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Chemical analysis was recently conducted also on a group of large limestone basins from Gobekli Tepe. Six barrel- and trough-like vessels have been found in PPNB contexts. Due to their size and capacities of up to 160 litres they are static, integral parts of particular rooms , but fragments of such vessels appear in all strata. Some of them show grayish-black residues adhering to the lower parts of vessels.
First results show probable evidence of oxalate for some samples,but the applied Feigl ltest was not sensitive enough to give reproducible results.
Oxalate develops during and can indicate the production of malt and beer. A complete scapula of an onager was found at the bottom of one . A very similar ﬁnd is known from Tell ‘Abr in Syria, where ﬁve large limestone vessels stood on the ﬂoor of a structure described as a “communal building”, and a large bone lay withinone of the vessel. These bones could well have been used to stir up the contents of the vessels or to skim parts of it.
This and the presence of a hearth encouraged the excavators to interpret the room as a kitchen area.Since the simplest brewing process would need, in addition to cereal processing equipment,only large containers for malting and mashing, this ‘kitchen’ could have produced beer as well. In Gobekli Tepe, the occurrence of beer making is not yet certain, but as signs of habitation are also absent, it is a possibility that not every step of production was carried out there.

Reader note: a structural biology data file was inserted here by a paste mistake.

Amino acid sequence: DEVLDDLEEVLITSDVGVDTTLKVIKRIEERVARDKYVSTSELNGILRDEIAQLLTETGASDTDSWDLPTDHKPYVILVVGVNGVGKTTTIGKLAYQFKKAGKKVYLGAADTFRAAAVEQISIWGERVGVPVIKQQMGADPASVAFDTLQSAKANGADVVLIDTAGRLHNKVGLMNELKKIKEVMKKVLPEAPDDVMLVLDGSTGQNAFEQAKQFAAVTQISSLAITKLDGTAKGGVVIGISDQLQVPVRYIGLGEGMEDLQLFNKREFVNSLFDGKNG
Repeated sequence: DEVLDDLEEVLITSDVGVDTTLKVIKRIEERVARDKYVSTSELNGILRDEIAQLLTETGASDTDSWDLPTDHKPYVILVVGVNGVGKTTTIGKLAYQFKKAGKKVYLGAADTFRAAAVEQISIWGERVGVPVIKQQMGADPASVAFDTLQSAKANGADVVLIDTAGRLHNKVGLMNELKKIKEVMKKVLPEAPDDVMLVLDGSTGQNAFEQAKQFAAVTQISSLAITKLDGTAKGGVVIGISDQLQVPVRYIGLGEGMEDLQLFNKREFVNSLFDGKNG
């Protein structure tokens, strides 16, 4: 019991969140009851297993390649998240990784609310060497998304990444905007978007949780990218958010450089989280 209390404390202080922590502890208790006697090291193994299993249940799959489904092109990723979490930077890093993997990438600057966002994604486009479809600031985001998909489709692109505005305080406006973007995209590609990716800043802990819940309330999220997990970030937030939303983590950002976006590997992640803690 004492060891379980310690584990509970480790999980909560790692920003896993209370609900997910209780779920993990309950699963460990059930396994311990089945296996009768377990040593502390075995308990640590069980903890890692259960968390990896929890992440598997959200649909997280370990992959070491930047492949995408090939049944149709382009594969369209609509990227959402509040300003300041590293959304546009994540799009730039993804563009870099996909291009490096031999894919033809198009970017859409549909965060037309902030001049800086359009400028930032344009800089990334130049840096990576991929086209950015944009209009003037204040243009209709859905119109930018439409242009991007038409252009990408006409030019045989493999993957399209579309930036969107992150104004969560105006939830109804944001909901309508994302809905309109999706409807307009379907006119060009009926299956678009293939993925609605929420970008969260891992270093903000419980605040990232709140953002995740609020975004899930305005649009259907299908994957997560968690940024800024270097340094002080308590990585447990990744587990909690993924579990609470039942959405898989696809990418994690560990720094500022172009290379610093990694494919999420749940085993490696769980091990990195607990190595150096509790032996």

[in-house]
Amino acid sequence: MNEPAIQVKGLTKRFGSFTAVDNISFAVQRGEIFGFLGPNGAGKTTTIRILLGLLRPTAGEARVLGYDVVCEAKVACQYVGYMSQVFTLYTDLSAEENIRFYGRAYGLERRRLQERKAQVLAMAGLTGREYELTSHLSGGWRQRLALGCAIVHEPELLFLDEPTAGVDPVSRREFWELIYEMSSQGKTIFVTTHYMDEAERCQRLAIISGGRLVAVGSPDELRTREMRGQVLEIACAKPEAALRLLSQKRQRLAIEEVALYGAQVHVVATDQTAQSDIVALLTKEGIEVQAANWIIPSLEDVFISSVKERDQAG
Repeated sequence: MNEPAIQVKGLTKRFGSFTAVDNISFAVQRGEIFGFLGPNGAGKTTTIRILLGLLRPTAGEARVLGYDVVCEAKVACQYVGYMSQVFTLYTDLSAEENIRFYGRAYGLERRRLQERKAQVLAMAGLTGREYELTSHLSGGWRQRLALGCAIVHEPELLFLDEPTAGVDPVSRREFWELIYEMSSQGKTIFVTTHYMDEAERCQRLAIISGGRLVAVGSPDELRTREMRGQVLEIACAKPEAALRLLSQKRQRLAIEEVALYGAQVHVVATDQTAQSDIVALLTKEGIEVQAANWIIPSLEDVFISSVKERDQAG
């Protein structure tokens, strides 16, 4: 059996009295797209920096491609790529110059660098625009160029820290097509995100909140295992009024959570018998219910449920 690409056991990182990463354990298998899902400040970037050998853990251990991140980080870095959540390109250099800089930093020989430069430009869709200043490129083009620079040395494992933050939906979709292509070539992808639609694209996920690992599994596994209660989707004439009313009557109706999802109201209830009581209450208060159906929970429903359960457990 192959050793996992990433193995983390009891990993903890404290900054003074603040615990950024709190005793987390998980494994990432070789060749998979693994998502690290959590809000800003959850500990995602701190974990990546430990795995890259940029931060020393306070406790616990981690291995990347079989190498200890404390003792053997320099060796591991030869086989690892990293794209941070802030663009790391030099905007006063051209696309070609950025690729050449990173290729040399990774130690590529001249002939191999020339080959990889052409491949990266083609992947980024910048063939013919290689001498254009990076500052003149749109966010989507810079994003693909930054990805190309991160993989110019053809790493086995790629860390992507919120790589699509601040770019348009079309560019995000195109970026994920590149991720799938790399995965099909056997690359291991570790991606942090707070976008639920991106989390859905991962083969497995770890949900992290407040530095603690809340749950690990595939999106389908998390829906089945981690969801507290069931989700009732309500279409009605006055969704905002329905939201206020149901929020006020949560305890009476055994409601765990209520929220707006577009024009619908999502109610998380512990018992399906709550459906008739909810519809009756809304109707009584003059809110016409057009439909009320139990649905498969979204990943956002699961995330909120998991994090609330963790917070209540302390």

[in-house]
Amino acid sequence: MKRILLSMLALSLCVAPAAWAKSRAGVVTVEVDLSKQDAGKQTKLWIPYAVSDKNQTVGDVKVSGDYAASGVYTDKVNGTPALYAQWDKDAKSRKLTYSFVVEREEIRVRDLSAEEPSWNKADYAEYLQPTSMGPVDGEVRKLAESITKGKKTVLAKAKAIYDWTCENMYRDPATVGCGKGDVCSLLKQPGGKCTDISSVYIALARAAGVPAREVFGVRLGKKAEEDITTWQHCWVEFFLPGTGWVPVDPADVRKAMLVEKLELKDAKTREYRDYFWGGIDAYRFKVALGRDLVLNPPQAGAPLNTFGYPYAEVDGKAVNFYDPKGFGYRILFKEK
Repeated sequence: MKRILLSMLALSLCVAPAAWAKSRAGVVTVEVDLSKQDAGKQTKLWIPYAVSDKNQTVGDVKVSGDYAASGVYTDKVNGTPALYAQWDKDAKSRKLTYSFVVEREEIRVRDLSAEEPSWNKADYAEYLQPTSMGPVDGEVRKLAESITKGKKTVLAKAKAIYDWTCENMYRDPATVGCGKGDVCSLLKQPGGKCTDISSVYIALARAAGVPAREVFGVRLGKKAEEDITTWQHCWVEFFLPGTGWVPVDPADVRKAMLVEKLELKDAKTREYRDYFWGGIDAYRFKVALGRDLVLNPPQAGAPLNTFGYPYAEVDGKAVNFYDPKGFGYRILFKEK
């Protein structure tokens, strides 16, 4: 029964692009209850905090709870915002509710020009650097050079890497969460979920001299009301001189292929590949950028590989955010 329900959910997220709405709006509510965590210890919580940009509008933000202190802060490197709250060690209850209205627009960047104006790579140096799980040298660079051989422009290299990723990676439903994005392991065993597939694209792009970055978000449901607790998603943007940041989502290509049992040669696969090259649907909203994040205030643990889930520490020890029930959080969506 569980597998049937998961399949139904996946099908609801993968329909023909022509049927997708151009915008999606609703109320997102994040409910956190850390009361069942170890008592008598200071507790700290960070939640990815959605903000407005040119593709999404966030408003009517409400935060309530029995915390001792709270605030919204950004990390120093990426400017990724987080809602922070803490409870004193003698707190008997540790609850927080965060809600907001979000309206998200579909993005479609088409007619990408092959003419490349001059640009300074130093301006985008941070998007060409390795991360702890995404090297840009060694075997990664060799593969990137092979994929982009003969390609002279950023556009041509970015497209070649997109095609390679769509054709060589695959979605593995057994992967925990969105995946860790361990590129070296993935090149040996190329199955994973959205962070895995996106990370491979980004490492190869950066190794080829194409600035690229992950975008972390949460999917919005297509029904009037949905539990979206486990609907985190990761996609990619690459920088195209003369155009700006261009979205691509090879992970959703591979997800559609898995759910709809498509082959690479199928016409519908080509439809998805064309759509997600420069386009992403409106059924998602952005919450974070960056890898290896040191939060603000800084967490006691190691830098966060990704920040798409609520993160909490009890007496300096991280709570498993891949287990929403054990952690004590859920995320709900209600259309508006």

The grain may have been malted at nearby settlements and been brought there only on special occasions. Genetic analyses have shown that the domestication of single-grained einkorn and emmer wheat took place around the Karacada in close vicinity to Gobekli Tepe. It is an intriguing thought that brewing and the domestication of wheat might be interrelated
it seems obvious that repetitive feasts of the amplitude implied at Gobekli Tepe must have placed stress on the economic production of hunter-gatherer groups. Maybe in response to the demand, new food sources and processing techniques were explored. In this scenario, religious beliefs and practices may have been a key factor in the adoption of intensive cultivation and the transition to agriculture. Archaeological and chemical evidence further suggests that this innovation may have been fuelled by alcoholic beverages
Beer goddess Nin-kasi was a venerable and long-lasting deity, for she appears in god lists and other texts from the Early Dynastic period (2900-2350 B.C.E.). She was "the personification of beer and presided over its manufacture" . Her name possibly means "Lady Who Fills the Mouth (with Beer)."
Lately the ancient beer goddess has been experiencing a resurgence of worshipful, if commercial, interest. The first "Hymn to Ninkasi" outlines in some detail how the ancient Mesopotamians made their beer. Eventually someone had to try to make it. In 1989, the Anchor Brewing Company in California did just that and produced a limited edition of the beer from a recipe decoded from the Hymn. The brewers called it "Ninkasi Beer"